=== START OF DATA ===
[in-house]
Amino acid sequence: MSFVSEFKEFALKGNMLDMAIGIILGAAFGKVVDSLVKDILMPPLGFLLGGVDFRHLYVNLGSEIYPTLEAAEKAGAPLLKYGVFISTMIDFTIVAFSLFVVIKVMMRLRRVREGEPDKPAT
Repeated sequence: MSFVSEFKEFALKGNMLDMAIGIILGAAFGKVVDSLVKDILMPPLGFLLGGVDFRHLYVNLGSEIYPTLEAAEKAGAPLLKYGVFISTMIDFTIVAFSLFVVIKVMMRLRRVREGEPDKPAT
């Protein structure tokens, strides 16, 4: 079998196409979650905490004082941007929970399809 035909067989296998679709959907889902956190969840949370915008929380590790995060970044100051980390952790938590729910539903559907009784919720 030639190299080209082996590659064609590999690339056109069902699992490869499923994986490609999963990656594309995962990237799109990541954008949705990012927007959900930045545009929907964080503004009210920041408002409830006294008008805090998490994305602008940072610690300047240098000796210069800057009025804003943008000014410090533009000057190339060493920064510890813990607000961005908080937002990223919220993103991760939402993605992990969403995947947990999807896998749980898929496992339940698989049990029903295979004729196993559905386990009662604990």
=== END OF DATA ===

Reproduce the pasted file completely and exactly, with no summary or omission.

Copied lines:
[in-house]
Amino acid sequence: MSFVSEFKEFALKGNMLDMAIGIILGAAFGKVVDSLVKDILMPPLGFLLGGVDFRHLYVNLGSEIYPTLEAAEKAGAPLLKYGVFISTMIDFTIVAFSLFVVIKVMMRLRRVREGEPDKPAT
Repeated sequence: MSFVSEFKEFALKGNMLDMAIGIILGAAFGKVVDSLVKDILMPPLGFLLGGVDFRHLYVNLGSEIYPTLEAAEKAGAPLLKYGVFISTMIDFTIVAFSLFVVIKVMMRLRRVREGEPDKPAT
């Protein structure tokens, strides 16, 4: 079998196409979650905490004082941007929970399809 035909067989296998679709959907889902956190969840949370915008929380590790995060970044100051980390952790938590729910539903559907009784919720 030639190299080209082996590659064609590999690339056109069902699992490869499923994986490609999963990656594309995962990237799109990541954008949705990012927007959900930045545009929907964080503004009210920041408002409830006294008008805090998490994305602008940072610690300047240098000796210069800057009025804003943008000014410090533009000057190339060493920064510890813990607000961005908080937002990223919220993103991760939402993605992990969403995947947990999807896998749980898929496992339940698989049990029903295979004729196993559905386990009662604990």